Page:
Twenty-five years ago, less than half a million people were behind bars in the US. Today, even though crime rates are still roughly the same, more than two million prisoners are doing hard time. Nevertheless, the conventional wisdom won’t die. You know, more severe punishment and longer sentences will reduce crime — or at least incapacitate some bad guys. Oh yes, some are truly dangerous. However, the sad truth is that most people in US jails are nonviolent offenders and casualties of the war on drugs, many incarcerated for possession, not the sale, of narcotics.
And what do they experience while serving time? Well, the UN calls US prisons "brutal," uncomfortably like the hellish depictions we see in shows like HBO’s series, OZ. Human Rights Watch reports that many facilities are "old, antiquated, and physically decaying." Amnesty International points to the inhumanity of super-maximum security prisons, where inmates are locked up for twenty-three and a half hours a day, under extreme surveillance and control, with little opportunity for education and training.
But that’s all somewhere else, right? In Vermont, we tell ourselves, things aren’t so bad. Yet, Vermont judges also hand out tougher sentences these days, the state’s jails are packed, and the Department of Corrections (DOC) keeps inmates locked up longer than a decade ago. For the last five years, DOC spending has been the fastest growing part of the State’s budget, currently topping $75 million.
Recently, the focus has been on the state’s furlough program, the closing of the Woodstock jail, and the expense of sending 37 percent of its prisoners — the highest rate in the country — out of state. But these aren’t Vermont’s only prison woes. For example, many prisoners here have mental health problems. Last summer, more than half of the inmates in the St. Albans segregation wing had diagnosed psychiatric disabilities. Yet officials often deal with them by turning to solitary confinement.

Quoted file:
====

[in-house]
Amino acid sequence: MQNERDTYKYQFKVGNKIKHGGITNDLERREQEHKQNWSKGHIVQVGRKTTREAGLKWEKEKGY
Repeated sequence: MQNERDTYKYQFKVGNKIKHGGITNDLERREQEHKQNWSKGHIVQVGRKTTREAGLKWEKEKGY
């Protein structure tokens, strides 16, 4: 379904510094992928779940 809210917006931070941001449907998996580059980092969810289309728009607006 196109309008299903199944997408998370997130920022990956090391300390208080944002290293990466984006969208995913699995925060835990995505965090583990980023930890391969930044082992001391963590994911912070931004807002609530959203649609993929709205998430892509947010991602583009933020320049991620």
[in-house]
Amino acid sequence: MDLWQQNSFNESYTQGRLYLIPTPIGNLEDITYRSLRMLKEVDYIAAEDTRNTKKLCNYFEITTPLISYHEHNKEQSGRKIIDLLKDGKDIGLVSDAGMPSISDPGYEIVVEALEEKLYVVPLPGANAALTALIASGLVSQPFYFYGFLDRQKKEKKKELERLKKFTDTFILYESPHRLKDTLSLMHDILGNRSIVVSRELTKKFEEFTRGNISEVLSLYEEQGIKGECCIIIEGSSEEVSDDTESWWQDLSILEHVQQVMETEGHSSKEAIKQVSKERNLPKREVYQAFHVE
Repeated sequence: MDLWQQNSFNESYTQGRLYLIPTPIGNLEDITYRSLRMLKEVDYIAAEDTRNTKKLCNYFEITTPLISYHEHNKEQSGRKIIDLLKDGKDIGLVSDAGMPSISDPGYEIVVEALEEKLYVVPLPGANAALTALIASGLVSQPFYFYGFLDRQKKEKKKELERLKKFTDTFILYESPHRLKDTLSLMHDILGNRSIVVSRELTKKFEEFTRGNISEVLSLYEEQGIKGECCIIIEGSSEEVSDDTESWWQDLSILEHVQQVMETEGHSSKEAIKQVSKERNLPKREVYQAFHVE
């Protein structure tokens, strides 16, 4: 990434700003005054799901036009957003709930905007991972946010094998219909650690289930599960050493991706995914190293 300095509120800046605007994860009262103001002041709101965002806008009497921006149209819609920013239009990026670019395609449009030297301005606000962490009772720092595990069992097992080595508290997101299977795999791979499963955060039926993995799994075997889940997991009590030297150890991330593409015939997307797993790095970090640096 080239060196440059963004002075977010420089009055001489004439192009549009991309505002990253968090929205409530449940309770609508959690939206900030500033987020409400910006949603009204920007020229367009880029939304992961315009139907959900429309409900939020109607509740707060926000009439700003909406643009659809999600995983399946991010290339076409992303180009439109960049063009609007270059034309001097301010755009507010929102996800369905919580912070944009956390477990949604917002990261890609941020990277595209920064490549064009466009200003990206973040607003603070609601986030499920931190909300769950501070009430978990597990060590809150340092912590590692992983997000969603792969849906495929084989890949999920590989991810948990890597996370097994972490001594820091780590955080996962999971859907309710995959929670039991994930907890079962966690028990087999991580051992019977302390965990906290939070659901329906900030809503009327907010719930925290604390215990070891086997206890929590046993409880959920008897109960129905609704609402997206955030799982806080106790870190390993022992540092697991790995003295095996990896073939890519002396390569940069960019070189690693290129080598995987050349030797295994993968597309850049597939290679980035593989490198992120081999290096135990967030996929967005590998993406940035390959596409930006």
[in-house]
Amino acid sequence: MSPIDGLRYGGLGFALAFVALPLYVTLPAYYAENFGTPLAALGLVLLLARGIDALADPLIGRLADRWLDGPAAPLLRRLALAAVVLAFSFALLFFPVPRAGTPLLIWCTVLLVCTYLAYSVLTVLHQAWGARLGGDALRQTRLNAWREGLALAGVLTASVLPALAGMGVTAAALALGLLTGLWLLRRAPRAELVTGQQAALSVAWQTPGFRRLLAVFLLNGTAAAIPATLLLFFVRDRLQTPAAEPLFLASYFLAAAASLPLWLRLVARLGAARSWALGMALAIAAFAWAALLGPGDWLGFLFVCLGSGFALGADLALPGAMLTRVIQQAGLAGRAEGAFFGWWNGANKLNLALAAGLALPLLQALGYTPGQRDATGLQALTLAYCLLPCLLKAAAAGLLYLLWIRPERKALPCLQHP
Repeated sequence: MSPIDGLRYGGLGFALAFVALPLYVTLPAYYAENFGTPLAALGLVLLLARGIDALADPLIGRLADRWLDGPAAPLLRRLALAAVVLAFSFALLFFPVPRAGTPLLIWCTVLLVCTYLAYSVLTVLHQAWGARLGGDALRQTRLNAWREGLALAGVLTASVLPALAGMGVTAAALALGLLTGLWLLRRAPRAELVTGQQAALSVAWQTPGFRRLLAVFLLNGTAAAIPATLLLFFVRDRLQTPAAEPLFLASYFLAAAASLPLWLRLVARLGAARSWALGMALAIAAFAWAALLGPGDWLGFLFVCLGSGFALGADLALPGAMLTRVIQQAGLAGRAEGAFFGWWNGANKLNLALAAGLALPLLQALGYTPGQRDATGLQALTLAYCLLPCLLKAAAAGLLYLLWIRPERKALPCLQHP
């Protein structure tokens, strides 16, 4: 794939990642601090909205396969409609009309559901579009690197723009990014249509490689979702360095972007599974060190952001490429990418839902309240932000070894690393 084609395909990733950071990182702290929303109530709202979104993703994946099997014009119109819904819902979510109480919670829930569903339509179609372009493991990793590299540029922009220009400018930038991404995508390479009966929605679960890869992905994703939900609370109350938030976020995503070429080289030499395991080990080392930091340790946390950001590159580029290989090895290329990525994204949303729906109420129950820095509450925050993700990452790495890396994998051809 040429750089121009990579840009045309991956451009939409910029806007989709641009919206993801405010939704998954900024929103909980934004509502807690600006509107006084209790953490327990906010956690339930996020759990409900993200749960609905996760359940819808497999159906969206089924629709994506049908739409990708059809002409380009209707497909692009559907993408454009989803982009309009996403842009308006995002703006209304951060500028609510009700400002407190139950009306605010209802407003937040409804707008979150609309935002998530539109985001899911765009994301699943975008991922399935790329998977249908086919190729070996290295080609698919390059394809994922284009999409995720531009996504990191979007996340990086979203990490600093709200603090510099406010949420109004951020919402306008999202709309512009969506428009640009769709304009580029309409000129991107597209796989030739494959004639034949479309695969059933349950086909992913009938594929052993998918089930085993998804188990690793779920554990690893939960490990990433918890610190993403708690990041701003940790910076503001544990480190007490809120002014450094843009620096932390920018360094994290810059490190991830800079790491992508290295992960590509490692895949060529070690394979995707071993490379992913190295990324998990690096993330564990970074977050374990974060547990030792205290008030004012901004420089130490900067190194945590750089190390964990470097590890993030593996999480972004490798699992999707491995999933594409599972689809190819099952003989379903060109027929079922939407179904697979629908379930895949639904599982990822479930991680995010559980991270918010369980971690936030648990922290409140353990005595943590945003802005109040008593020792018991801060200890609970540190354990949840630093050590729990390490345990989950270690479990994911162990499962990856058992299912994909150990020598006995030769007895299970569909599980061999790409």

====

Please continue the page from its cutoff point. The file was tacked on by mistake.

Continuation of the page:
Other shortcomings and warning signs:
* overcrowding. In Rutland’s Marble Valley Regional Correctional Center, four inmates live in cells built for two. Calling that "inhumane," inmates there are suing the State. At the perpetually overcrowded Chittenden Community Correctional Center, single cells have become doubles, doubles have become triples, and half the gym is used as a dorm-like room. Meanwhile, DOC wants to move some prisoners held in Virginia into a similar "dormitory setting" as a cost-saving measure.
* more incarcerated women and juveniles. The number of women has tripled since 1994, while the number of the young people in adult facilities rose from 145 to 245 between 1998 and 2000 alone. Almost half of youths in jail are former special education students, and only five percent are high school graduates. Can we call that progress?
* a less than responsive DOC — even when given direct instructions by the legislature. A recent Vermont law, for example, encouraged a fair price for phone calls by prisoners. Yet, some families, who must cover the costs, still pay 60 cents a minute for a long distance call. This makes it unnecessarily difficult for some prisoners to stay in touch, an important aspect of rehabilitation. Prisoners also complain that policies are changed arbitrarily without any review, health care is inadequate, and education and work opportunities are scarce.